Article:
“This all started after I got an e-mail on Facebook to join the Parrotheads,” Ringo says, referencing fans of the pirate-loving singer-songwriter Jimmy Buffett. “I got the idea to start the Pirateheads. I had already been organizing weekend getaways for years with friends, so I thought, ‘Why not do it on a larger scale?’ ”

About 100 Pirateheads meet up the third Tuesday of every month at the Rum Bar. They also schedule frequent party-bus trips from North Palm Beach to Fort Lauderdale, Key West and Sebastian. Ringo and Gibson never miss a meet-up.

“What I enjoy most about Pirateheads is the camaraderie,” Gibson says. “Everyone that is in the group has the same mindset, and it’s simple — to have fun and enjoy our lifestyle and laid-back attitude. It’s cool to see people who would’ve otherwise never met each other becoming great friends.”

Gibson says her and Ringo’s closets are bursting with pirate garb. Friends have made them costumes, and the couple also has purchased outfits from sites such as Tobeapirate.com.

“Dressing like a pirate is empowering,” Gibson notes. “It’s amazing how favorably others react to it and how inquisitive people are when you walk into an event or a bar dressed up.”

For some Pirateheads, dressing as a pirate has made them more social. “Putting on pirate clothes definitely brought out my alter ego,” says GinaMarie Lane of Delray Beach. “People will yell at us and give us a thumbs-up when we’re walking down the street.”

Ringo got into dressing as a pirate a few years ago, when he asked a friend to sew him a coat like Captain Morgan’s. “There are two different kinds of pirate garb,” Ringo explains. “There’s Halloween stuff and more-authentic garb. I’m still perfecting my pirate garb. My latest shirt is more puffy than Seinfeld’s. I’ve also got a shirt that feels like it weighs 20 pounds.”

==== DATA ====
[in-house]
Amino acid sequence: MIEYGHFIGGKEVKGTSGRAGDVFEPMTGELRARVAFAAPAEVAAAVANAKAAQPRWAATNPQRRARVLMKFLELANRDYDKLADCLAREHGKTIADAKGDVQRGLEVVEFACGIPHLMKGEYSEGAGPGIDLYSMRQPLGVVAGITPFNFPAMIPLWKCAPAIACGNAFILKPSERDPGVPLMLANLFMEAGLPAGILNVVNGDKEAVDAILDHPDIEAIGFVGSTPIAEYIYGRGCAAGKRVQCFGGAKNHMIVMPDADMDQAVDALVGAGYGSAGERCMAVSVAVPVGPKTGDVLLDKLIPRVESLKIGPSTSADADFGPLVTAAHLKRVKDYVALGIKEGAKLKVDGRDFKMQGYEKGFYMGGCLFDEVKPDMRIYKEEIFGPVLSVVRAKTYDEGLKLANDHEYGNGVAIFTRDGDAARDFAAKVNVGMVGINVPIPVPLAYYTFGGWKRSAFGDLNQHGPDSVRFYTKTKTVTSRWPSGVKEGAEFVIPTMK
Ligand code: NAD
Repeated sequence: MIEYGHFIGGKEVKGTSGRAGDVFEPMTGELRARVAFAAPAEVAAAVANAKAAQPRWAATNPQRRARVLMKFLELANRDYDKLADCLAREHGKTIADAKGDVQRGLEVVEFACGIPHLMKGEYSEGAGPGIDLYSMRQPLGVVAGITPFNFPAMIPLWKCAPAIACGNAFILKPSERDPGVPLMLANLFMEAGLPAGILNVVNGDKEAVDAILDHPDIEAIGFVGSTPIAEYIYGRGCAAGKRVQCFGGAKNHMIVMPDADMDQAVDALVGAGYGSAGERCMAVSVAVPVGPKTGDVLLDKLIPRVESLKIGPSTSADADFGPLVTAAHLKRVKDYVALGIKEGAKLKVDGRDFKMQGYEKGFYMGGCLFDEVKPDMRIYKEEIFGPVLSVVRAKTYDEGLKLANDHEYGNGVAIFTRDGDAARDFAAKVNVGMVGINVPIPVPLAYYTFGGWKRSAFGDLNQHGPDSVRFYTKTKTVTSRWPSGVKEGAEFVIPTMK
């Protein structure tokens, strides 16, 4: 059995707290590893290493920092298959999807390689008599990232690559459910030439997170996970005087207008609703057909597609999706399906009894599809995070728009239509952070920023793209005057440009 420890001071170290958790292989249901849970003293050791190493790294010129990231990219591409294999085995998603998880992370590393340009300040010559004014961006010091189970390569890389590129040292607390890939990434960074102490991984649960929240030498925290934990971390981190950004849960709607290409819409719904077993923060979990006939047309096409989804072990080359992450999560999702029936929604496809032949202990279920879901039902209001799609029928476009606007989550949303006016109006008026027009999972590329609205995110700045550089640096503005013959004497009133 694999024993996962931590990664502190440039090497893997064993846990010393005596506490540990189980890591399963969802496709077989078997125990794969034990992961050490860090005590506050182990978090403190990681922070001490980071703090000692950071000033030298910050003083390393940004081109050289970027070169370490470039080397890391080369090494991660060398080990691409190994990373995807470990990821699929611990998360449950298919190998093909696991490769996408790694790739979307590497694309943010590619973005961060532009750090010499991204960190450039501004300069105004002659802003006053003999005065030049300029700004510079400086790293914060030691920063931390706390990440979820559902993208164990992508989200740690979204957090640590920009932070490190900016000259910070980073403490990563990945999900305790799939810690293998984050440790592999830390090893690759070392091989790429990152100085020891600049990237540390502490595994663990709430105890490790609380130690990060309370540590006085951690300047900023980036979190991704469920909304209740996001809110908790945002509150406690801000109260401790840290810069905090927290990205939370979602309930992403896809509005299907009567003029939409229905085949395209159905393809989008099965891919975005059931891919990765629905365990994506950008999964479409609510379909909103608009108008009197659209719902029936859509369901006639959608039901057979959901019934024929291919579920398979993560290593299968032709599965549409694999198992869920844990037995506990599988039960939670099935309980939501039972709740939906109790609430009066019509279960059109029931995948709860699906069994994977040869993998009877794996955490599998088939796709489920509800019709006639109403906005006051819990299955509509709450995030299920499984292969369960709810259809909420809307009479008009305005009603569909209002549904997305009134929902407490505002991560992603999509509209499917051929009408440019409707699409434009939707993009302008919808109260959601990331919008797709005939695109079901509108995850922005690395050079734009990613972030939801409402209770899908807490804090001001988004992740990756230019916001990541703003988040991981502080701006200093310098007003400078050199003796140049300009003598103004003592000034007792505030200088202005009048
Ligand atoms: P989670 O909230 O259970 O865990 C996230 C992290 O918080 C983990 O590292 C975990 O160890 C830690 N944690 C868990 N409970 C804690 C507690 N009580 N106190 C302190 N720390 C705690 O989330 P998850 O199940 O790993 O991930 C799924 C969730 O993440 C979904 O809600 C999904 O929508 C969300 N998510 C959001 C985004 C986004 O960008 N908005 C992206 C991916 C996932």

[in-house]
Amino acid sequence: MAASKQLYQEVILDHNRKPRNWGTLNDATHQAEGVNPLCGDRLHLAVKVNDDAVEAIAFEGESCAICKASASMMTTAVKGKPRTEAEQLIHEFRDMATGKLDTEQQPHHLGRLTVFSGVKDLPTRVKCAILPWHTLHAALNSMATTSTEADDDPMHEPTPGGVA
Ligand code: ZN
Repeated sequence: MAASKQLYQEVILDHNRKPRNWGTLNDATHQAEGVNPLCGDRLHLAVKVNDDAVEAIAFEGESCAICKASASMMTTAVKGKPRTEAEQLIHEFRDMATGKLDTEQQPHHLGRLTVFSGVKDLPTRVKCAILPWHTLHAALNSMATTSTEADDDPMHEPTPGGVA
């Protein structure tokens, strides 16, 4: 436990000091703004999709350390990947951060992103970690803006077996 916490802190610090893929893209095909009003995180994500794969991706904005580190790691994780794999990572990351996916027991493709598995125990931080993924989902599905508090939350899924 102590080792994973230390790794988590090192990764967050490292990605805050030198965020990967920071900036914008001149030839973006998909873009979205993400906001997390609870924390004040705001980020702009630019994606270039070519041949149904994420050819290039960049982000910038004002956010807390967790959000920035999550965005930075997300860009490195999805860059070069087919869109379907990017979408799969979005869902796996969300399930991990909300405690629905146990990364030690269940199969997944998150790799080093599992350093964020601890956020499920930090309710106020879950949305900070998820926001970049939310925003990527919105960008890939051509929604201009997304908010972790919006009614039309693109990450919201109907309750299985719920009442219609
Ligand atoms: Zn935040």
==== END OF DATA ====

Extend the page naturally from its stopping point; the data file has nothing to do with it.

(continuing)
Looking like a pirate doesn’t come cheap. “Some spend $5,000 or $6,000 on their outfits,” says Roberto Guerios, owner of the Pirate Republic bars on Fort Lauderdale Beach and on the New River downtown. “I used to sell some of these outfits on the beach. When these guys come into the bar all dressed up with swords and black-powder guns, everybody loves it.”

Guerios, who hosts pirate parties the last Saturday of every month at his bars, developed a fondness for pirate culture after living on a sailboat for several years in the Caribbean. “We have all kinds of groups coming from Palm Beach and Key West,” he says.

One perk of becoming a Piratehead is getting a nickname. Piratehead Anita Mixon was dubbed Anita Treasure one night over a rum bucket.

“It’s fun seeing everyone trying to figure out what’s going on when we appear in our pirate garb,” Mixon says. “It is particularly satisfying to see the kids’ reactions when we’ve gone to events in Vero Beach and Melbourne.”

Ringo is organizing a Piratehead excursion to a local children’s hospital that he hopes will take place in the next few months. “Not all pirates throughout history were bad. We’d like to be pirates who give something back,” Ringo says. “A drench-the-wench contest for charity wouldn’t be a bad idea, either. But to be a Piratehead, the main rule is remembering there’s no such thing as too much fun or too much rum.”

Contact Joanie Cox at jcox@citylinkmagazine.com.

This story was originally published June 15, 2010.